The trailer for Episode XI: The Rise of Skywalker has dropped. When we last saw our heroes, the Rebellion — excuse me, the Resistance — had seemingly been reduced to something that could fit inside a YT-1300 freighter. One of the questions for Episode IX has been how the Resistance could possibly mount a credible assault on the First Order in this kind of condition.
The new trailer does not answer this question. In fact, it doesn’t really tell us much about the final chapter of the Skywalker saga, beyond that this is the final chapter of the Skywalker saga.
I have deeply mixed feelings here. On the one hand, lightsabers! Fragments of the Death Star! Palpatine laughing. Billy Dee Williams!
On the other hand, it’s hard not to feel like the shot of (presumably) Kylo Ren carefully repairing his old helmet represents JJ Abrams “repairing” the directions Rian Johnson took with The Last Jedi, in which Ren smashed that same helmet to a battered wreck. And while I am fully aware that some fans might love that idea in principle, I’d feel a lot better about the idea if I felt like The Force Awakens had been a good movie, in and of itself.
TFA was a hell of a lot more fun than the prequels and it wasn’t devoid of charm, but it ultimately stole a lot of its major plot points and story beats from A New Hope. It didn’t really establish JJ Abrams as someone interested in telling a new or different story in the Star Wars universe.
If I’m being honest, I didn’t think The Last Jedi was very good either, for reasons that have absolutely nothing to do with Rey, Daisy Ridley, or the fact that the movie had women in a number of starring roles. Rian Johnson deserves credit for trying to actually do something with his characters and to evolve the universe in different ways, but the conceit of the long stern chase and the lengthy excursion to Canto Bight, combined with the way Luke served as irate, grouchy Yoda who taught Rey even less than Yoda taught him, didn’t sit well with me.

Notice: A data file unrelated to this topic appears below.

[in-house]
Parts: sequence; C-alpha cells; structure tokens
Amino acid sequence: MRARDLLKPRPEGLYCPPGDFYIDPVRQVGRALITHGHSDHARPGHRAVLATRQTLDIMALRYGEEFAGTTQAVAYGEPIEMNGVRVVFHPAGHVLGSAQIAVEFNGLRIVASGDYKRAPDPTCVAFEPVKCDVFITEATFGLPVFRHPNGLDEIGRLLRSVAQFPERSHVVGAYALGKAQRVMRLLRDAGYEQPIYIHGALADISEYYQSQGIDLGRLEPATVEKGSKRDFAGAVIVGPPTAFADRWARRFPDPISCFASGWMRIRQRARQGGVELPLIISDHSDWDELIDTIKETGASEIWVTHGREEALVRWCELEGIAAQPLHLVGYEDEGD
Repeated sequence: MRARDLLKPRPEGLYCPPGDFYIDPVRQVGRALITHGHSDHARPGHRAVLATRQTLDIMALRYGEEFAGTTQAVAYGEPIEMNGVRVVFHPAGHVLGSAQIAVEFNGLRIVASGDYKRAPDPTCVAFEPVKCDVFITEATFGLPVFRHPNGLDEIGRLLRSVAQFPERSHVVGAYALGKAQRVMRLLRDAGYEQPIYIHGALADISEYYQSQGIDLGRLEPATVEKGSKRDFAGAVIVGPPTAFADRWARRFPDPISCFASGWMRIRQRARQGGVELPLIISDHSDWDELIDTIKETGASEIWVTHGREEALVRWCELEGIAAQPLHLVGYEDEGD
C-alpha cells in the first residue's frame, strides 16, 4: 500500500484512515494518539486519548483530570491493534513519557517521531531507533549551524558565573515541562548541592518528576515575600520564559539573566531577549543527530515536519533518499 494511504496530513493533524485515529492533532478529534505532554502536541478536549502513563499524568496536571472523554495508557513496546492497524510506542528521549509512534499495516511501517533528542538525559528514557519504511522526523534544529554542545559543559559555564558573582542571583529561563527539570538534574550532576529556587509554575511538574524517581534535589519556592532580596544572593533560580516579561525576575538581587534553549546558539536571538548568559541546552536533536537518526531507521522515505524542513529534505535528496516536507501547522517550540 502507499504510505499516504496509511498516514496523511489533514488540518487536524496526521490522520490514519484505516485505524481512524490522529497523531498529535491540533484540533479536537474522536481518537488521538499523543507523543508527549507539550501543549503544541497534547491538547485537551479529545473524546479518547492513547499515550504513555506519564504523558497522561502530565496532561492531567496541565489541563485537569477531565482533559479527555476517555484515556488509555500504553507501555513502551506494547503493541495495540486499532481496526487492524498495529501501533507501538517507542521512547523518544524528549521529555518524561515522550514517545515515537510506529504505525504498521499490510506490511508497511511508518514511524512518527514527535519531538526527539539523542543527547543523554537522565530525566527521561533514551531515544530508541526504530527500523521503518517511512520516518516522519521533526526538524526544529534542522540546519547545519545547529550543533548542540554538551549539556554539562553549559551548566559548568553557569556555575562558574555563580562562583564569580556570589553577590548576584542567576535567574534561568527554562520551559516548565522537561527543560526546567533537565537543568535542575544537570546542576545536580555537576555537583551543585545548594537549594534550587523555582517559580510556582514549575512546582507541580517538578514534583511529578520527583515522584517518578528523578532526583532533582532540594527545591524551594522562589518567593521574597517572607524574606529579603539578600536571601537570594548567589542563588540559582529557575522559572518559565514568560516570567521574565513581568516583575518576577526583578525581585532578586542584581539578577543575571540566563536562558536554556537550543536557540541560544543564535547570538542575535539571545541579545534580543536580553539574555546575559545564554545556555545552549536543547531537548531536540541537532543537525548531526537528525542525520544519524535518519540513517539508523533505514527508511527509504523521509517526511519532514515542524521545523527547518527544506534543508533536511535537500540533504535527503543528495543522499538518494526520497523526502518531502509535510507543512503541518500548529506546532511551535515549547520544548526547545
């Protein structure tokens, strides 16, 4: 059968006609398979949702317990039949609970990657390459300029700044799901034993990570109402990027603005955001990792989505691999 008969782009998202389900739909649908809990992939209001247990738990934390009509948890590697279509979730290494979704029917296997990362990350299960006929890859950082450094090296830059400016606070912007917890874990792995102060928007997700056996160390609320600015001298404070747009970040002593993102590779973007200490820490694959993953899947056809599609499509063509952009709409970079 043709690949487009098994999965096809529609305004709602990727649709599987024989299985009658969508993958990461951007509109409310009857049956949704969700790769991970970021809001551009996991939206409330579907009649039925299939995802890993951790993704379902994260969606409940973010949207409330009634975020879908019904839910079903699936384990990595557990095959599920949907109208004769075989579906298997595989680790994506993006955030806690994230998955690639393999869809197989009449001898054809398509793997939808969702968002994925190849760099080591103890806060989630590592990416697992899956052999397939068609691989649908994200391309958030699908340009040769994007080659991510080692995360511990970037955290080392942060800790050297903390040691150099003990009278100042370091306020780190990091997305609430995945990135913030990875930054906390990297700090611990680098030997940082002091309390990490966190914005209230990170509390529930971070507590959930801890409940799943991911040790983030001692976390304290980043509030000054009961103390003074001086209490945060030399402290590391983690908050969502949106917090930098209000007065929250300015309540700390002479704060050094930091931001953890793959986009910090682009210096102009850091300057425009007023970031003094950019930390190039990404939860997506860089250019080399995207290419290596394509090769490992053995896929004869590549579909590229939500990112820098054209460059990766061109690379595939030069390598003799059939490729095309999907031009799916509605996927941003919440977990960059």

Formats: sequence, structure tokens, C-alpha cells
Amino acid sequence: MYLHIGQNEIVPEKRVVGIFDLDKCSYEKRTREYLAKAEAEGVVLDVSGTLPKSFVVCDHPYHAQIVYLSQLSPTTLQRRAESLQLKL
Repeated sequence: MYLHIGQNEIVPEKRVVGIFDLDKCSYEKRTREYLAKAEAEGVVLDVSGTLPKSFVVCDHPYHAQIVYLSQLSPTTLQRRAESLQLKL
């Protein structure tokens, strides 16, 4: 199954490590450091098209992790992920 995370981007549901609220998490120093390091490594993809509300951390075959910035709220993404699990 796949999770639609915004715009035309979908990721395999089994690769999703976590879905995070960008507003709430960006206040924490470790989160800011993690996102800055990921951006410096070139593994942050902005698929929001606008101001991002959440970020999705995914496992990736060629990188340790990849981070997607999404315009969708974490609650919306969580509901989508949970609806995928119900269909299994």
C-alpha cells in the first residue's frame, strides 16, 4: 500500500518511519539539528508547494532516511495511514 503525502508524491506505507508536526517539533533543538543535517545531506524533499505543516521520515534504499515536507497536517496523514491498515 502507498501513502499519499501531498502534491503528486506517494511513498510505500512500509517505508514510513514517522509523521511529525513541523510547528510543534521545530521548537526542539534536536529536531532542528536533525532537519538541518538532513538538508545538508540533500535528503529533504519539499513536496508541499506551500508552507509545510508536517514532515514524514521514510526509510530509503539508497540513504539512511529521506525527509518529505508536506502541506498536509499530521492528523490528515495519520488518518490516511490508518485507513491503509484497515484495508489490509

As a result, parts of this trailer don’t sit well, either. “We’ve passed on all we know,” Luke says. “A thousand generations live in you, now.” Short of some truly epic Force Ghost instruction, this kind of appellation couldn’t be less earned. (I will grant, given modern Hollywood trailers, this line could be drawn from the end of the movie or may not even be heard in the final film).
But the fact that it got stuck at the beginning of the movie bothers me. It’s an excellent example of what has bothered me about the new movies from the start. They seem far more interested in elbowing us in the ribs by reminding us how cool the past films were than in actually establishing their own continuity and adventures. Kylo Ren in a forest chopping up people looks exactly like the last time we saw Kylo Ren in a forest chopping up people. Oh look! A desert planet! Remember how cool desert planets are?
And, of course, inevitably… a Death Star.
I’m tired of Death Stars and Starkiller Bases. Is it a rule in the Star Wars universe that only giant spheres are allowed to threaten things? Are there no other evil platonic solids that we might do battle with? At this point, I’d kill for a Borg cube.
Ultimately, TFA and TLJ have both felt lighter and less weighty than the original Star Wars trilogy. I don’t feel like I know the characters as well. I don’t feel like we’ve seen them through to the same point in their own evolution as we had by the end of Empire Strikes Back. I realize this is vague, but it feels to me as if Rey, Finn, Poe, and the rest are still at an earlier stage of their own journey against the First Order. Rey’s journey doesn’t have to duplicate Luke’s in order to be valid, of course, but certain aspects of becoming a Jedi — like the idea of study and practice — are supposed to be common to the process regardless of when or how you do them.
I want to believe that Abrams has a plan to unify the two sagas and deliver an amazing ending. But based on what we’ve seen from the first two movies and the way this trailer can’t stop winking and nudging us, I’m not sure he does. I’m sure I’m supposed to be asking “Who’s the Skywalker — Kylo, Rey, or someone else?” Instead, I’m wondering “Will the movie actually be good, or just retread a film I’ve already seen? Will it actually earn any of the emotional beats it wants to trade on? Does JJ Abrams actually have a plan for using Palpatine, or is he in this movie because he was in the Return of the Jedi?”
- Mark Hamill is Clearly Still Unhappy With Luke’s Role in The Last Jedi, Calls Him ‘Not My Luke’
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